How mindfulness helps with anxiety

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If you’re looking for a more way to treat your anxiety without medication, a recent study published in JAMA Psychiatry found that mindfulness-based interventions such as breath awareness exercises, body scans and mindful movement, like stretching, may be as effective as taking medication. 

The randomized clinical trial was conducted between June 2018 and February 2020 and  included 276 adults with anxiety disorders from three hospitals in Boston, New York City and Washington, D.C. Participants received either the antidepressant escitalopram, also known as Lexapro, or eight weeks of a weekly mindfulness-based stress reduction course, which included in-person classes, a daylong retreat, and daily home practice exercises. 

Patients’ anxiety symptoms were analyzed upon enrollment in the trial and then again at completion, as well as post-treatment assessments at 12 and 24 weeks after enrollment, according to a press release about the study. Researchers rated the severity of patients’ anxiety symptoms and saw that both groups experienced about a 30% drop in the intensity of their symptoms.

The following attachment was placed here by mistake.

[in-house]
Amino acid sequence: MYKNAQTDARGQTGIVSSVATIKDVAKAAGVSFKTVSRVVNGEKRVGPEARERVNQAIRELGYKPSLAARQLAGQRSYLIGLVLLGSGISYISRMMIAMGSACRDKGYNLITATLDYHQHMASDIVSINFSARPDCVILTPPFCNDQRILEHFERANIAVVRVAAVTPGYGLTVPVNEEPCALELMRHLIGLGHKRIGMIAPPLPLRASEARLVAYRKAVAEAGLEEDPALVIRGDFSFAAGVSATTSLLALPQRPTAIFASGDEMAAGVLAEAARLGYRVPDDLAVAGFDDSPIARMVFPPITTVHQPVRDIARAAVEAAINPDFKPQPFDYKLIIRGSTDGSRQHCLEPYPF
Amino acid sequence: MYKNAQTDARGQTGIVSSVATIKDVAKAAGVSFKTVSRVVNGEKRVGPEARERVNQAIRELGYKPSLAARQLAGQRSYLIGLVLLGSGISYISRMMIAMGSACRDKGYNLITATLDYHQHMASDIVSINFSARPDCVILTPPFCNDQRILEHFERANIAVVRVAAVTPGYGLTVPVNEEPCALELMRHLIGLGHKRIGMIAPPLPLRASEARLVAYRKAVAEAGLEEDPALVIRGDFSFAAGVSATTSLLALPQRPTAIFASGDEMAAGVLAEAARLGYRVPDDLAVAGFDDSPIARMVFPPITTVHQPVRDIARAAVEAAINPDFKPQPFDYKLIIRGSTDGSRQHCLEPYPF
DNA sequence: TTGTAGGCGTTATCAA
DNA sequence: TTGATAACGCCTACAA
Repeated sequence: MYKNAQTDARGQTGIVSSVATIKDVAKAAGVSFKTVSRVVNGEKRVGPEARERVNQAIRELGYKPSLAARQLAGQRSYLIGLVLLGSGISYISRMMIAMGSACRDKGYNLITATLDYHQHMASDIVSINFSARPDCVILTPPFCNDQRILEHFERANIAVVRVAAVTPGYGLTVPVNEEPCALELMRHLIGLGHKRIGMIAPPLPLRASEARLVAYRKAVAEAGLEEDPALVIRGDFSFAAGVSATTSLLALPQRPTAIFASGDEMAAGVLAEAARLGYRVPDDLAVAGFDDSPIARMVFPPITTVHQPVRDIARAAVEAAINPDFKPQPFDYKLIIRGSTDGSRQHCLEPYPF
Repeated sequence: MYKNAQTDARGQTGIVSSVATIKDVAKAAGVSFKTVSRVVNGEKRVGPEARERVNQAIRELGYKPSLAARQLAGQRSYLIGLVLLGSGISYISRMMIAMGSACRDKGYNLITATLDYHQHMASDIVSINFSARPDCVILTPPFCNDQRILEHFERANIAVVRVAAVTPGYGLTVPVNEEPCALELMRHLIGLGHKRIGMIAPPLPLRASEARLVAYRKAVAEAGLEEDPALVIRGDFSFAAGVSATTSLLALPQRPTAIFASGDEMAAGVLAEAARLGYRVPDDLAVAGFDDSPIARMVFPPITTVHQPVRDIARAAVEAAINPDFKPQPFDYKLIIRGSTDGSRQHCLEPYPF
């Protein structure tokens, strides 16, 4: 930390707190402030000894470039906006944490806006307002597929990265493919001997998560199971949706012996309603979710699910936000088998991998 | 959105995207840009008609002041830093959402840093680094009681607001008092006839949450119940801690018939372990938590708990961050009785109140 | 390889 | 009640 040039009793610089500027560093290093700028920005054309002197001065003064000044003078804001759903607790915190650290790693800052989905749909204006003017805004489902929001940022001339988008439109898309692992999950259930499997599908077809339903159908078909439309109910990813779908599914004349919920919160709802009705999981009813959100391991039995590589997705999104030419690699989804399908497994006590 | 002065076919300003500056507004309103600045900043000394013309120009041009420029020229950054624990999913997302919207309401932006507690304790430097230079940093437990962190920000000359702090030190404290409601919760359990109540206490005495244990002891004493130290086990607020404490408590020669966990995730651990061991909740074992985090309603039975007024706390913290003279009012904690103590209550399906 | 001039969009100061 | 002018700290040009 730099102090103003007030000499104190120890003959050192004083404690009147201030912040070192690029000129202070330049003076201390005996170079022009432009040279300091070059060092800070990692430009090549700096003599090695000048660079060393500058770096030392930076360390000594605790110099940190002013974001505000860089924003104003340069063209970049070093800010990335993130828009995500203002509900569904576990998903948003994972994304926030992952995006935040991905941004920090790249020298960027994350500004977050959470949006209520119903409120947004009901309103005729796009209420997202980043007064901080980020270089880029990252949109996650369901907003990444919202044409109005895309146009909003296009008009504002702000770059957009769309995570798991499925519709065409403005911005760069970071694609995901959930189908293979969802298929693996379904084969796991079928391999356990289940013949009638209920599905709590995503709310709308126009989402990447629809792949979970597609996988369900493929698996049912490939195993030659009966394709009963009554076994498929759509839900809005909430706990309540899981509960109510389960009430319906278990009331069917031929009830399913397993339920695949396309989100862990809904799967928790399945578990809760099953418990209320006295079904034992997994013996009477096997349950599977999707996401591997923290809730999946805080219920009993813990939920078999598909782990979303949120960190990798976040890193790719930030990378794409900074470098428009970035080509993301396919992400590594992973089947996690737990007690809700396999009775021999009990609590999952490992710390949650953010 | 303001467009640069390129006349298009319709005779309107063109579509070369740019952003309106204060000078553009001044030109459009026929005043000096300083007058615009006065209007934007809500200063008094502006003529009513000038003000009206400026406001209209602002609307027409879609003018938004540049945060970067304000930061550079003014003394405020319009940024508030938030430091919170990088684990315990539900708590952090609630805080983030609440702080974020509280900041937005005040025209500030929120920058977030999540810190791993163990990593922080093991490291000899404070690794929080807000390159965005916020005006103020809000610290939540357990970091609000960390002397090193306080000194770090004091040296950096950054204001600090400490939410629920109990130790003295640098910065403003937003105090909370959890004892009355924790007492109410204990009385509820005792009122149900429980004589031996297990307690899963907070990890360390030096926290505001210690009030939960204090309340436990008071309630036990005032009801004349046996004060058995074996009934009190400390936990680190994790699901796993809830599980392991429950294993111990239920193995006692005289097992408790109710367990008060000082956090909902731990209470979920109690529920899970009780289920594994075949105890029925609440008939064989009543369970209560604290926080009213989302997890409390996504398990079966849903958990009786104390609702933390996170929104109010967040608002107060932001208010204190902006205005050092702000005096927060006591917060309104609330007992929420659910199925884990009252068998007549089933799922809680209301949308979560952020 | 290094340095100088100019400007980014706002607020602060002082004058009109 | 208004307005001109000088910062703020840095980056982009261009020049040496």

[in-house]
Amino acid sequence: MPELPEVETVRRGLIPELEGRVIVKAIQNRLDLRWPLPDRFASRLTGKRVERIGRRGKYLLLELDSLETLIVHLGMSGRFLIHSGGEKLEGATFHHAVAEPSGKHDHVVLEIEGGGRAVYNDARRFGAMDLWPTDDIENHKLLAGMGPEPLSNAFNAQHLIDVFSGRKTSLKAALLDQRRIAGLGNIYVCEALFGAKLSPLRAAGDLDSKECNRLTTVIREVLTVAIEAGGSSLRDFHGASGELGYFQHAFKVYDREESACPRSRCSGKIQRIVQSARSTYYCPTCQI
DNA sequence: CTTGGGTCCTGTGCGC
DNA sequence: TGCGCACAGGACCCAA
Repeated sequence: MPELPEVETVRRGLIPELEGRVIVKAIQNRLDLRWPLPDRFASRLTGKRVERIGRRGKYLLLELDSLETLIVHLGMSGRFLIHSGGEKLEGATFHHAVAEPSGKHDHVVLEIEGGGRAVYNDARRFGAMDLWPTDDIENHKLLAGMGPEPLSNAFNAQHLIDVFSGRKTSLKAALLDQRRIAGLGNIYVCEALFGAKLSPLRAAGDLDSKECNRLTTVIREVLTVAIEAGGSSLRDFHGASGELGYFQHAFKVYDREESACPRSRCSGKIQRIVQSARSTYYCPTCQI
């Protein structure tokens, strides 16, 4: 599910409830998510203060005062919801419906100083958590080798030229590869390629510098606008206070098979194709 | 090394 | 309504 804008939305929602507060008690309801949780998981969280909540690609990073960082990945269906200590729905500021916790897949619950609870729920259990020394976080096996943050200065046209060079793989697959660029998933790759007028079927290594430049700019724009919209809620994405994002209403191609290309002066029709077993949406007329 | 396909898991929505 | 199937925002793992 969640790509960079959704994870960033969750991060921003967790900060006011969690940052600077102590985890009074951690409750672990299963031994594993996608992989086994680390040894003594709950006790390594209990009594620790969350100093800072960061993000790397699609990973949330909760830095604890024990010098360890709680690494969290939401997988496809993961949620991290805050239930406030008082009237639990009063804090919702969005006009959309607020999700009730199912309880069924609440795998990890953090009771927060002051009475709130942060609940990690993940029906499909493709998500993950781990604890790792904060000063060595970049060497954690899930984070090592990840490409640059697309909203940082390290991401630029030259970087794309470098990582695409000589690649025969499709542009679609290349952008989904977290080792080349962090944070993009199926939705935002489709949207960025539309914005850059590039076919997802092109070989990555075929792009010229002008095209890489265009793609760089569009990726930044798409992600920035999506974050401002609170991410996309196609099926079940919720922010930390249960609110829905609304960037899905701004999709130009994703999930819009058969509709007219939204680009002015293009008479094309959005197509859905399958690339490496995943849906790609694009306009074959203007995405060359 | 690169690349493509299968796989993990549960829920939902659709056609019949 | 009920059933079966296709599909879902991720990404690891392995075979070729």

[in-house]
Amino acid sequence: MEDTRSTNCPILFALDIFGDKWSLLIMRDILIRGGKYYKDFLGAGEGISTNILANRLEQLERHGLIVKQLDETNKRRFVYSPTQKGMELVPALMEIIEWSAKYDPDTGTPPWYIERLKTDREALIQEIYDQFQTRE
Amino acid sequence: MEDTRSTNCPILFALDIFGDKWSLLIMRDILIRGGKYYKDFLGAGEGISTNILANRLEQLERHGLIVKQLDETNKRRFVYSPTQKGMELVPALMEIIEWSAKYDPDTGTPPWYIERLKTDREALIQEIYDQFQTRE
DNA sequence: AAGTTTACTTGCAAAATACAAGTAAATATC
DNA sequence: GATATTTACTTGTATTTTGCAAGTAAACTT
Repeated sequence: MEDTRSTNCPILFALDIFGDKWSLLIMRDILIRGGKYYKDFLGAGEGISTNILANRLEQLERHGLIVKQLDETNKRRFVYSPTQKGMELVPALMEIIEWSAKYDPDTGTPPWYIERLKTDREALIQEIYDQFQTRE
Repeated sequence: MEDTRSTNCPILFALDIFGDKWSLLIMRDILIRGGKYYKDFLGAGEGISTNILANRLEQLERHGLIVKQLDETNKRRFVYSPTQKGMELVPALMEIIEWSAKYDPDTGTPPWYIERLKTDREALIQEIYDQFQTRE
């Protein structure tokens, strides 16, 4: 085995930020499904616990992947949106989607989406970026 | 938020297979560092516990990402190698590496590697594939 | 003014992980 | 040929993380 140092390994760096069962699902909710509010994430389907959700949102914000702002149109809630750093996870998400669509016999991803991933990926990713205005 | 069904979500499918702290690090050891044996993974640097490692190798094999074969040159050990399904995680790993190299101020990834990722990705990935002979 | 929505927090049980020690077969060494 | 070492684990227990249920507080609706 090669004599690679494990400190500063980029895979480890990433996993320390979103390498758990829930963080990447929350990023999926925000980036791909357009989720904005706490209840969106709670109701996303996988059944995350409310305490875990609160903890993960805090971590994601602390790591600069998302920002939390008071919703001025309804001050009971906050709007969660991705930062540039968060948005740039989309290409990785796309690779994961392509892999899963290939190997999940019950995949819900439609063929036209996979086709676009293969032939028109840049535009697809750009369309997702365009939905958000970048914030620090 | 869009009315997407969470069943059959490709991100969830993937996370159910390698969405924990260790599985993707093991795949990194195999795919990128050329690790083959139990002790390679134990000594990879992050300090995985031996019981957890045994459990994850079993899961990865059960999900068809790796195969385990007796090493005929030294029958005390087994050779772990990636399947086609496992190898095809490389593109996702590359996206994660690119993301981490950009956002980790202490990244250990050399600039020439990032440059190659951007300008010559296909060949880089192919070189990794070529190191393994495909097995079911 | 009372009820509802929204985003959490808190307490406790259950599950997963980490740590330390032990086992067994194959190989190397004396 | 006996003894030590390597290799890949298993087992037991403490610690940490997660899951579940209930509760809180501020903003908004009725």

“It is important to note that although mindfulness meditation works, not everyone is willing to invest the time and effort to successfully complete all of the necessary sessions and do regular home practice, which enhances the effect,” Dr. Elizabeth Hoge, director of the Anxiety Disorders Research Program and associate professor of psychiatry at Georgetown and the study’s first author, says in the press release. 

“Also, virtual delivery [of mindfulness-based stress reduction] via videoconference is likely to be effective, so long as the ‘live’ components are retained, such as question-and-answer periods and group discussion.”

Meditation has a number of health benefits, including improved sleep and lower blood pressure. It has also been found to impact gut health, according to another recent study. Researchers found that the gut microbes in nearly 40 Tibetan Buddhist monks differed substantially from secular residents in neighboring areas and that these microbes have been linked to a lower risk of anxiety, depression, and cardiovascular disease due to the connection between our gastrointestinal tract and central nervous system, or gut-brain axis.

“Collectively, several bacteria enriched in the meditation group [have been] associated with the alleviation of mental illness, suggesting that meditation can influence certain bacteria that may have a role in mental health,” researchers wrote in a press release about the study.

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